Many of the legislature’s bills passed this year become law today. State lawmakers passed 149 measures during the regular session. Some of those have been signed by Governor Jay Nixon (D) or automatically become law today. Others have been vetoed by Nixon that some lawmakers could seek an override for during the legislature’s veto session next month. Here are the ten laws that stand out:
State officials must ‘cool off’ before becoming lobbyists
State elected and Senate-confirmed appointed officials must wait six months after their term ends before they can become a lobbyist. The bill, sponsored by Columbia Republican Representative Caleb Rowden, was part of several ethics proposals offered this year. House Speaker Todd Richardson pledged to ‘clean up’ the public’s perception of state lawmakers, after scandals surfaced in 2015 between two Missouri legislators and capitol interns.
Lawmakers-turned-lobbyists must end committees and return money
Another ethics bill becoming law requires former members of the General Assembly registering as lobbyists to end their campaign committees. The measure, sponsored by Senator Bob Onder (R-Lake St. Louis), also requires ex-legislators to return the money to their donors or give it to a nonprofit or political party committee.
State elected officials can’t be hired as political consultants
State legislators and statewide elected officials will be barred from hiring one another as political consultants. Ballwin Republican Representative Shamed Dogan’s proposal also prohibits them from working for committees that support a candidate, issue or ballot measure. The proposal does not include elected officials’ staff.
Third party will verify eligibility of Medicaid recipients
The legislature passed this session Cassville Republican state Senator David Sater’s bill that will allow the state to hire someone to verify eligibility for those on Medicaid. The company would flag those it thinks aren’t eligible but the Department of Social Services would make the final decision. Sater says the measure could save the state millions of dollars.
Regulations for Fantasy sports industry
Fantasy sports companies will have to start paying an annual operating fee of 11.5% of its net revenue from Missouri participants for the previous year. To pay for investigating and licensing of operators, the Missouri Gaming Commission will collect an application fee of $10,000 or 10% of the operator’s net revenue for the previous year, whichever is less. The measure, sponsored by Representative Scott Fitzpatrick (R-Shell Knob) also requires operators to verify that participants are at least 18 years old.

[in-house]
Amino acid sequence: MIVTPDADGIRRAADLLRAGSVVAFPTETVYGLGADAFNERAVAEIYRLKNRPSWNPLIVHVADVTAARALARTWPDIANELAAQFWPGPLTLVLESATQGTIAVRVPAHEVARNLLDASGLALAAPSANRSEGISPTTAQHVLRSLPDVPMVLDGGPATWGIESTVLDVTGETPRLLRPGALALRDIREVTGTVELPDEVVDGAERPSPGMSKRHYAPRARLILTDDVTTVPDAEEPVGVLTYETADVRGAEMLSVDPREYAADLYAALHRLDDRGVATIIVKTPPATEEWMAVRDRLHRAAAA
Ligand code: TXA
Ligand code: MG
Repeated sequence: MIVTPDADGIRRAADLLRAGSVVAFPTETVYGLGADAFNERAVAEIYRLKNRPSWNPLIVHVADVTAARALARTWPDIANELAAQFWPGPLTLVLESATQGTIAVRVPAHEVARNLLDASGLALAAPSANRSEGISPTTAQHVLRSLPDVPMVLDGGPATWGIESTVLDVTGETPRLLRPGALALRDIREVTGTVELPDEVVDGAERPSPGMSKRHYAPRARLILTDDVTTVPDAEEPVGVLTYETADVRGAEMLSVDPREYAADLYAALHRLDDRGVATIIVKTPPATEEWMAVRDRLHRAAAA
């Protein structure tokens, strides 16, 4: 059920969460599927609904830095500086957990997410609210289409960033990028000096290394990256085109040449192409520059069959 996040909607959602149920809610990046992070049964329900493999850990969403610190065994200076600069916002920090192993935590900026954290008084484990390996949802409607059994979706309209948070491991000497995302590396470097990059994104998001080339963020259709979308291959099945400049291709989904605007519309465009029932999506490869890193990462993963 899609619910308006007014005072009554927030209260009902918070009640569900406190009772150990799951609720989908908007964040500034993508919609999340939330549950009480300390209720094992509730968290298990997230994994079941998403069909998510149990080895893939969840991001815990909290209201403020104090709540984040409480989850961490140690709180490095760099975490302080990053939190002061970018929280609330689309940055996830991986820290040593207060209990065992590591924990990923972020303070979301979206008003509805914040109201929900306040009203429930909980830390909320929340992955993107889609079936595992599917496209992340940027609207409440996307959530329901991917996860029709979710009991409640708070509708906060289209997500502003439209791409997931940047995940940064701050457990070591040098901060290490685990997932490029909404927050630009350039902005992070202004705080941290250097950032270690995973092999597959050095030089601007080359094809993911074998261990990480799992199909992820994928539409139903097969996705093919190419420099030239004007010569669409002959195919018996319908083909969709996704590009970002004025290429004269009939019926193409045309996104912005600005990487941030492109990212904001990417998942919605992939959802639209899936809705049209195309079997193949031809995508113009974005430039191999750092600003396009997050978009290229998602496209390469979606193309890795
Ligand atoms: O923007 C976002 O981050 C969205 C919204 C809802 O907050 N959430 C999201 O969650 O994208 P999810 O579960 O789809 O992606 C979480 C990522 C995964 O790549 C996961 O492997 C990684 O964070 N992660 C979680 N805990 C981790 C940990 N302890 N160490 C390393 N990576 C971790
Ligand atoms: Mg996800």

Juvenile life without parole sentencing
Springfield Republican state Senator Bob Dixon’s measure will make Missouri compliant with federal sentencing laws for juveniles guilty of first-degree murder.
The U.S. Supreme Court ruled in 2012 that Missouri must offer another sentencing option for juveniles guilty of murder, not just life without parole. The legislation allows a life without parole or a minimum 25-year sentence for those under 18.
Limits on non-traffic violations
The measure caps how much cities can collect from citizens for minor ordinance violations. First-time offenses are limited to $200 fines and citizens can no longer be jailed for nonpayment. It also lowers the cap on fines and costs for minor traffic violations. Glendale Republican Senator Eric Schmitt’s bill expands on legislation that last year limited municipal traffic fines and fees.
Sex advertising with trafficking victims banned
A house bill sponsored by Representative Elijah Haahr (R-Springfield) will make the advertising of sex with victims of trafficking a felony. The bill will also add such advertising to the state’s definition of trafficking, which is a felony punishable by 5 to 20 years in prison and a $250,000 fine, or 10-years in prison or life, depending on the age of the victim.
Increase in asset limits for some applying for Medicaid
The measure aims to make it easier for disabled and elderly Missourians to qualify for Medicaid. Farmington Republican Representative Kevin Engler’s measure increases the amount they can have in savings or other assets, and still qualify for coverage. Starting in 2018, the asset limits increase from $1,000 to $5,000. For couples, the limit increases from $2,000 to $10,000. Lawmakers project the law will add about 10,000 people on to Missouri’s Medicaid program.
Schools required to make youth suicide and cyber bullying prevention policy
Representative Sue Allen (R-Town and Country) says her bill requires the Missouri Department of Elementary and Secondary Education (DESE) to develop guidelines and training materials about youth suicide and cyber bullying prevention. Each school district in Missouri must have these prevention policies in place by 2018. It also clarifies the definition of bullying and includes the definition of cyber bullying in state statutes regarding schools’ anti-bullying policies. Beginning in the 2017-2018 school year, licensed educators will be able to annually complete up to two hours of training or professional development in youth suicide awareness and prevention to satisfy a portion of the hours required for professional development.